Spring Showers Don’t Only Bring May Flowers

There is scientific evidence to suggest that weather changes can impact arthritis pain. In Spring, there can be extreme changes in the weather, like what we have recently seen 70 degrees one day and snow the next. A few key studies published in the Journal of Rheumatology and the Journal of Pain Research reported that patients with osteoarthritis, rheumatoid arthritis, and/or fibromyalgia have higher pain levels on days with more extreme weather changes. Patients with osteoarthritis tend to have higher pain levels on days when the barometric pressure is low (rainy days). Increased arthritis pain was associated with days that had higher humidity levels. Scientists

Occupational Health

Orthopedic Update

In my practice, I occasionally get asked to explain the difference between osteoarthritis and rheumatoid arthritis, as well as osteoporosis. It is a good question and it is important to understand the difference, as these diseases are diagnosed and treated differently.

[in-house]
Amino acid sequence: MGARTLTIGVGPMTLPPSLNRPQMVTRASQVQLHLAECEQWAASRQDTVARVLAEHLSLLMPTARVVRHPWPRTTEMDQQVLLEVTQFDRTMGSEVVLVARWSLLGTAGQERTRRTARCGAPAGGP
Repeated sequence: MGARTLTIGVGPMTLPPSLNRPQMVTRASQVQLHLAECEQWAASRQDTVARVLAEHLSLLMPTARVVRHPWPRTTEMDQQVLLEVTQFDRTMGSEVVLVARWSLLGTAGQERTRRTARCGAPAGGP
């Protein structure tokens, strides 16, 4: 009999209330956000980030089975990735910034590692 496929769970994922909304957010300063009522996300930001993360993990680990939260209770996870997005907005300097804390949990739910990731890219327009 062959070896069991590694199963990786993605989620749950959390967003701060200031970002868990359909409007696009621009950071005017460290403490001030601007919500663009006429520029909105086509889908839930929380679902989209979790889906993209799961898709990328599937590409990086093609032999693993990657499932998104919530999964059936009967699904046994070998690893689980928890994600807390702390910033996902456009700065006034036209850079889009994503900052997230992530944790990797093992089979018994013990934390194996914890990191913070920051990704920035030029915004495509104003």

Osteoarthritis (OA): The most common form of arthritis and often referred to as the “wear and tear” arthritis. The smooth, protective cushion of cartilage on the bones gradually wears away and this leads to stiffness and pain and eventually, difficulty with activities. It is commonly found in the middle to older age groups. Other causes include obesity, prior injury and family history.

Use It Or Lose It!

“Use it or lose it!” This is a common expression in healthcare. Reality is we will lose the ability to do things if we stop trying. This is especially true regarding our ability to walk, bend, lift and bear weight. The expression applies to everyone however, it is especially relevant for those of us living with arthritis. Arthritis can be painful! Exercising through the pain never sounds enjoyable. However, in the long run, regular exercise and physical activity can reduce pain and maintain range of motion.

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